In Europe, Google is facing a “right to be forgotten” ruling by the courts. That ruling, which lets users ask that Google dismiss webpages about them from search results, is currently being worked logistically by Google. As for when the United States or other countries may get that functionality — well, it’s not so cut and dry.
The ruling deals a massive blow to Google, who now have to figure out how to handle the onslaught of requests they’l likely receive. They also have to decide how to funnel those requests, and a protocol for adjudicating requests. They also have to formulate terms on just what an honorable request is. All told, it’s a pretty big undertaking.
European and American sensibilities are a bit different, as is our right to privacy. America also has slightly different freedom of speech statutes, and it’s believed a “right to be forgotten” utility in the US would cause a major dustup. As complicated as the task itself it, it seems navigating tricky legal waters may prove equally turbulent for Google stateside.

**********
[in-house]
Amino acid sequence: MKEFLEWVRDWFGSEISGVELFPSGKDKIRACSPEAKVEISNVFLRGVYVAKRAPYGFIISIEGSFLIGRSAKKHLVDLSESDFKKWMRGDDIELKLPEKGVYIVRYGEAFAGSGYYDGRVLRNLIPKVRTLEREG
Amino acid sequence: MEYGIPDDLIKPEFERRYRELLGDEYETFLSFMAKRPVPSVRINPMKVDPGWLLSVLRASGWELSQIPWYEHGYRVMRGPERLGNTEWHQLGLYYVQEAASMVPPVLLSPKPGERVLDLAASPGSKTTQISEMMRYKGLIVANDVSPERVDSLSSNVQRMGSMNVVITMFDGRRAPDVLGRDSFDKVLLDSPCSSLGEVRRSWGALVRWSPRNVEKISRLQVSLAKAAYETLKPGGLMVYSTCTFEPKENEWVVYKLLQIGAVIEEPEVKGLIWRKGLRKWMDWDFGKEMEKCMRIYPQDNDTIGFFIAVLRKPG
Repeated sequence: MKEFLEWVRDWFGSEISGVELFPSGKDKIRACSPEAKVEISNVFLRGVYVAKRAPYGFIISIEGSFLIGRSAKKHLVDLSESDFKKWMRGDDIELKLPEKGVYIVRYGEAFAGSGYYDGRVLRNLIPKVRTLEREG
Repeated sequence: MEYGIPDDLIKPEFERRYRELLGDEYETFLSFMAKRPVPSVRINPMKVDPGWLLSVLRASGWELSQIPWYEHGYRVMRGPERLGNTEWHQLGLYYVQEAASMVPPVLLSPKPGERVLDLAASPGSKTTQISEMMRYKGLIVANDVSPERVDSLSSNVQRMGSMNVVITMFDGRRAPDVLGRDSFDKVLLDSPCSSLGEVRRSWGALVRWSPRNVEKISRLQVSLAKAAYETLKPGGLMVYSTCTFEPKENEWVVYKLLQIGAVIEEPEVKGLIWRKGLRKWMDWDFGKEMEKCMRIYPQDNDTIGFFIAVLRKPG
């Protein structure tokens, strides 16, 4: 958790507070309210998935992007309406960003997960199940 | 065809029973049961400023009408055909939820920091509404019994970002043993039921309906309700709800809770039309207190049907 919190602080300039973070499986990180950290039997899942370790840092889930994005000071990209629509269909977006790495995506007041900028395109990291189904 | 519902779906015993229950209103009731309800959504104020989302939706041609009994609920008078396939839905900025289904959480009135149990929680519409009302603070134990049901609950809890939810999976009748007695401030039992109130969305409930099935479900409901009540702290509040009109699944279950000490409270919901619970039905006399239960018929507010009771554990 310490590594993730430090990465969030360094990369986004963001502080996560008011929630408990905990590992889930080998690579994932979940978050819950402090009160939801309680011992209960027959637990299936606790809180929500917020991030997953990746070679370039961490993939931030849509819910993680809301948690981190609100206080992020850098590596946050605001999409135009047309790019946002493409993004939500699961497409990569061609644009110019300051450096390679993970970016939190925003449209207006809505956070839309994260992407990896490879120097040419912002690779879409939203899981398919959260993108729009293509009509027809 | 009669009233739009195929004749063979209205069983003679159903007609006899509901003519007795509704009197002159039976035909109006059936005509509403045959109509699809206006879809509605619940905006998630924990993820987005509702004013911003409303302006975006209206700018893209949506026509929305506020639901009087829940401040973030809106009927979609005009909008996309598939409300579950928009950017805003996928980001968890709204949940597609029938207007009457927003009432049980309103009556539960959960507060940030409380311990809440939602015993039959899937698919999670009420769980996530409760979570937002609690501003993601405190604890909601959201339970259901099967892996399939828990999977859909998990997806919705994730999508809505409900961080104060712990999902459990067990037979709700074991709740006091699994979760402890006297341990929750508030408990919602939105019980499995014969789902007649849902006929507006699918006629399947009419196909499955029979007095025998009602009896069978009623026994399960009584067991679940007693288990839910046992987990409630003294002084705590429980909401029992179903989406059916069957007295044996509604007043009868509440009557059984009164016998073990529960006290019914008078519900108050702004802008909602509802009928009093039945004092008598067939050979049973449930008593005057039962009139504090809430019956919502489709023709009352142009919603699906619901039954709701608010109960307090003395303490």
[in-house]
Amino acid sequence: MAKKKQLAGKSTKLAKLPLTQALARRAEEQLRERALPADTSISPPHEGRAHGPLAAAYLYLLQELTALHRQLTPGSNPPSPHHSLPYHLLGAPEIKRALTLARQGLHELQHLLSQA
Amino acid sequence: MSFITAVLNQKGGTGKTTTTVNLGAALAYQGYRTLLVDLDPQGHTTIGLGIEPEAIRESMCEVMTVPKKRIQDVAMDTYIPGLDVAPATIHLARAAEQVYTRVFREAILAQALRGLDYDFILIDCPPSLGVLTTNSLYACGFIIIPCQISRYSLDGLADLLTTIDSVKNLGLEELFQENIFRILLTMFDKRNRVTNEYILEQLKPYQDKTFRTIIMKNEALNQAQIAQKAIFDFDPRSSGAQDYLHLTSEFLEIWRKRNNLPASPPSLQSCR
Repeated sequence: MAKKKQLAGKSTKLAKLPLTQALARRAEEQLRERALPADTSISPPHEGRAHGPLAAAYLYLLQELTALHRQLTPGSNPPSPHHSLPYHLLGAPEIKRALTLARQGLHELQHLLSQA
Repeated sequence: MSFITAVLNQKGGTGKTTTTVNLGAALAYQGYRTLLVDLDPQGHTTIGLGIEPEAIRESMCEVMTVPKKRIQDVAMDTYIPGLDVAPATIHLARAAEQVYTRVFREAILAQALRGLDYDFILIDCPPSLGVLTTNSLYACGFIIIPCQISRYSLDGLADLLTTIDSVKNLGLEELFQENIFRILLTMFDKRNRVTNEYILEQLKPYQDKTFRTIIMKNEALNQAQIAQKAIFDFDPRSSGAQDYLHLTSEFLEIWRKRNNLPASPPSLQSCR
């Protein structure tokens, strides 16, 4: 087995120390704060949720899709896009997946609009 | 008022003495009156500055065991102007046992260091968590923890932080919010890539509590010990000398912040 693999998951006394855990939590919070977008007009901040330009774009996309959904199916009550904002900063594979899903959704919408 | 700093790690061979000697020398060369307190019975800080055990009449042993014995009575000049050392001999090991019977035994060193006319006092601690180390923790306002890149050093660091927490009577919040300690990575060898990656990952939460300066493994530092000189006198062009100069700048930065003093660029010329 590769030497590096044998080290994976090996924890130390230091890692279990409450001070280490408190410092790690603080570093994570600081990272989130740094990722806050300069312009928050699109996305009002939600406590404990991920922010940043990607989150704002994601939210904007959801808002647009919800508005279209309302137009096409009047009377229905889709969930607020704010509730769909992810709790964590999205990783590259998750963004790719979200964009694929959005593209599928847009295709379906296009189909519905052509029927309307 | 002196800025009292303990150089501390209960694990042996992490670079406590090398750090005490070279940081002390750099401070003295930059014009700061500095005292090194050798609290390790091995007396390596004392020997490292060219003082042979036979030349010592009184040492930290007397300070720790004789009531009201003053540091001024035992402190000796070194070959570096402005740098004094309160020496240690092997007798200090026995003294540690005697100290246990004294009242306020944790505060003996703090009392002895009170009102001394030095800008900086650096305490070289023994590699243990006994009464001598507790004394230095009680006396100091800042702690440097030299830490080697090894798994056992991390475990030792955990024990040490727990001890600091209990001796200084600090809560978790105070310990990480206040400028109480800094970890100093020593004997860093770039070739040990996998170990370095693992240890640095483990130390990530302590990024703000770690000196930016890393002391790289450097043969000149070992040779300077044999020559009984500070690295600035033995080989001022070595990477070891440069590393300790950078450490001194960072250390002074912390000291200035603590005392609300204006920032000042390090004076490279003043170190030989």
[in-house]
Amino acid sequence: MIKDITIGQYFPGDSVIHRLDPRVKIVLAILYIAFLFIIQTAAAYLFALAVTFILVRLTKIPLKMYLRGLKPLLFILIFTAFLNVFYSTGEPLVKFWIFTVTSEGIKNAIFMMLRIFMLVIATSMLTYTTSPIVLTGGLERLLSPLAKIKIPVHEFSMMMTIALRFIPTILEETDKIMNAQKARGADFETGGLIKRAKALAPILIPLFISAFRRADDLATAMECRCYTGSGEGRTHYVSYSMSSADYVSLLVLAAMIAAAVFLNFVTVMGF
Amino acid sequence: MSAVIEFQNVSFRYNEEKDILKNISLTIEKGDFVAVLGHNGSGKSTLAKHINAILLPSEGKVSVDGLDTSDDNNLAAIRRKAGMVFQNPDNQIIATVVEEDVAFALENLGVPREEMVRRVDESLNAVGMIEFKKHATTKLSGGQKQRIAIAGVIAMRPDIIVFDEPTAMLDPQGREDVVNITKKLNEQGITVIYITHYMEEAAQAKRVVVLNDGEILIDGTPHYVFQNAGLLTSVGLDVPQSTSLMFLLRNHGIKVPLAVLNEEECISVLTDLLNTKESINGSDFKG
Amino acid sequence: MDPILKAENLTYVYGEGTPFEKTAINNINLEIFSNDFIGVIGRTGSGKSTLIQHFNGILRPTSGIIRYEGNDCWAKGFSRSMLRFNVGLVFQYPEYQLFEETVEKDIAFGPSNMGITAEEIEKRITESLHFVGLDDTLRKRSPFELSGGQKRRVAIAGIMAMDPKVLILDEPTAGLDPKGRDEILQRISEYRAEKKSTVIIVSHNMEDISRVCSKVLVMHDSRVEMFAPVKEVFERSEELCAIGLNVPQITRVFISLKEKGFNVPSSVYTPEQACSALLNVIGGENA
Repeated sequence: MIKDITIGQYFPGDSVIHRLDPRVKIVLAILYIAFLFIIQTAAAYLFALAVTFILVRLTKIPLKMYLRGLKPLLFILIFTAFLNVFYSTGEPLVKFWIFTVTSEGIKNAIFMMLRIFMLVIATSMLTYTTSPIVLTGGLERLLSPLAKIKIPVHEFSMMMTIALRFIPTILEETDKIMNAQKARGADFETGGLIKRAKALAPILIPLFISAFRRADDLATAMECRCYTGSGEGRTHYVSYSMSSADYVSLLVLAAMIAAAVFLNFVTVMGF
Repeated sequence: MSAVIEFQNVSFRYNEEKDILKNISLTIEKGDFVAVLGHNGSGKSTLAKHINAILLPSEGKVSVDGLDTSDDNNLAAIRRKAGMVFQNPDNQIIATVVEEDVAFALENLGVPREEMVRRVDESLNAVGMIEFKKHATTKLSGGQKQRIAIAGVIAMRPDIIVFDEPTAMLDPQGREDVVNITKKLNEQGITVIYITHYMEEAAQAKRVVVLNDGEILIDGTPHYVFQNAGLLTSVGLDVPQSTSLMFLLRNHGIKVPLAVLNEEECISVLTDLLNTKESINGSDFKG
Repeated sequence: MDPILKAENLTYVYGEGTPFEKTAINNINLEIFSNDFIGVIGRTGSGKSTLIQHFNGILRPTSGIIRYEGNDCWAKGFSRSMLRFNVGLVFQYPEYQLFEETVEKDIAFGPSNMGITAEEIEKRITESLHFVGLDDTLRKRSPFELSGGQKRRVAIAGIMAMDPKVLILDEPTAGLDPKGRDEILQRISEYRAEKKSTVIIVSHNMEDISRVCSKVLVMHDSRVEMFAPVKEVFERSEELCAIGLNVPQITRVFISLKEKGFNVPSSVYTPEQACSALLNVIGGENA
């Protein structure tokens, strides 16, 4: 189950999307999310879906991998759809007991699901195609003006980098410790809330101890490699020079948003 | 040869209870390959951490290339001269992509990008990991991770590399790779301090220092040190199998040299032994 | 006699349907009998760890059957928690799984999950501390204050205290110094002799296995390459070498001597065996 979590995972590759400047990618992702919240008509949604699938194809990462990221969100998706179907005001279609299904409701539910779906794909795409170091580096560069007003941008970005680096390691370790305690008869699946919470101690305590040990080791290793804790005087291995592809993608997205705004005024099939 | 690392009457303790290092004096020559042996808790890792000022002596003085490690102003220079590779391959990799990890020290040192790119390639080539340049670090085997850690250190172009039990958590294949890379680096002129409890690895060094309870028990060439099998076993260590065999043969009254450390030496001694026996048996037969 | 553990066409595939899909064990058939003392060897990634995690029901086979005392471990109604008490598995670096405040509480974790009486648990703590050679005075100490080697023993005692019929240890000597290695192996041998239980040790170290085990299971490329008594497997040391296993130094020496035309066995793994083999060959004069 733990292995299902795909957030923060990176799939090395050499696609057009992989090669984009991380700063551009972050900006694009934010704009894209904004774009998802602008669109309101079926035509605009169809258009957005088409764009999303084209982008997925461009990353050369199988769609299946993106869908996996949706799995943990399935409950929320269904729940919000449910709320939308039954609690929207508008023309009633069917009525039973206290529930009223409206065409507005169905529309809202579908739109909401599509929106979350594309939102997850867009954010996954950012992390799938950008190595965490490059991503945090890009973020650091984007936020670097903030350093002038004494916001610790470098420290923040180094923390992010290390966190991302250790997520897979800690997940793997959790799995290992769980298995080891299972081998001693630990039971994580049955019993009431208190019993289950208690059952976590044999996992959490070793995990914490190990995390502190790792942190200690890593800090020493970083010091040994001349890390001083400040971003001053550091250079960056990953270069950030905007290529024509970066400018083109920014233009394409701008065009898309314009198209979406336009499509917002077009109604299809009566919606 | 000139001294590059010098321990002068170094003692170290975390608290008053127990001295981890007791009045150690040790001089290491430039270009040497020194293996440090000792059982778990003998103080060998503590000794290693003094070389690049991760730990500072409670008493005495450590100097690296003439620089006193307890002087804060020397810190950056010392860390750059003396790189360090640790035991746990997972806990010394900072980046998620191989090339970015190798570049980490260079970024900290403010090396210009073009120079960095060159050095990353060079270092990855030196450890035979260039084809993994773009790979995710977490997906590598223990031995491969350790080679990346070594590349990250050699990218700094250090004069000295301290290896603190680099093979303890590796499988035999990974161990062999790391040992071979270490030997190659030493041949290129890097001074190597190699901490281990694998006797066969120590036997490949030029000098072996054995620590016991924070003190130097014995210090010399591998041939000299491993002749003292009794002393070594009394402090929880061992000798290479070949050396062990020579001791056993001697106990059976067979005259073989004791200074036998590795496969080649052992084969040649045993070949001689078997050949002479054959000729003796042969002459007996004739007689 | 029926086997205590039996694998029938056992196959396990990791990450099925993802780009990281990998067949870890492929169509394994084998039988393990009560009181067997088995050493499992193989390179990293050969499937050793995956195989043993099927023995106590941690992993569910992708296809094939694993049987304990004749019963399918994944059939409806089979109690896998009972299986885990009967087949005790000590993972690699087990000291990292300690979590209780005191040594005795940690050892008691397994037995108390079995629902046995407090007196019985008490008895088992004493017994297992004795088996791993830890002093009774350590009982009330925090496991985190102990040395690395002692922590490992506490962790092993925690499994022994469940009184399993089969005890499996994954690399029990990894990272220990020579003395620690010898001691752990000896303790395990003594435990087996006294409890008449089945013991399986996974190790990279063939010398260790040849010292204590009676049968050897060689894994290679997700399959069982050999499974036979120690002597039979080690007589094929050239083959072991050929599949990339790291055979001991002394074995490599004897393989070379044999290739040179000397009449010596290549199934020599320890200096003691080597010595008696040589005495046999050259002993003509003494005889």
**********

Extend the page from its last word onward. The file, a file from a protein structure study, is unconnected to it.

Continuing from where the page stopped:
US privacy attorney David Keating isn’t so confident the ruling will make its way to the states. “It seems aspirational, not a reality, to comply with such a standard” he said. Wikipedia founder Jimmy Wales is equally skeptical, saying the ruling is a “technologically incompetent violation of human rights”, and “the danger is that search engines now are faced with an uncertain legal future which may require them to censor all kinds of things when someone thinks it is `irrelevant’.”
It seems the practical application is not as cut and dry as some might have hoped. Though Google is making headway in Europe, we’ll likely never have the same courtesy in the US.
Source: The Associated Press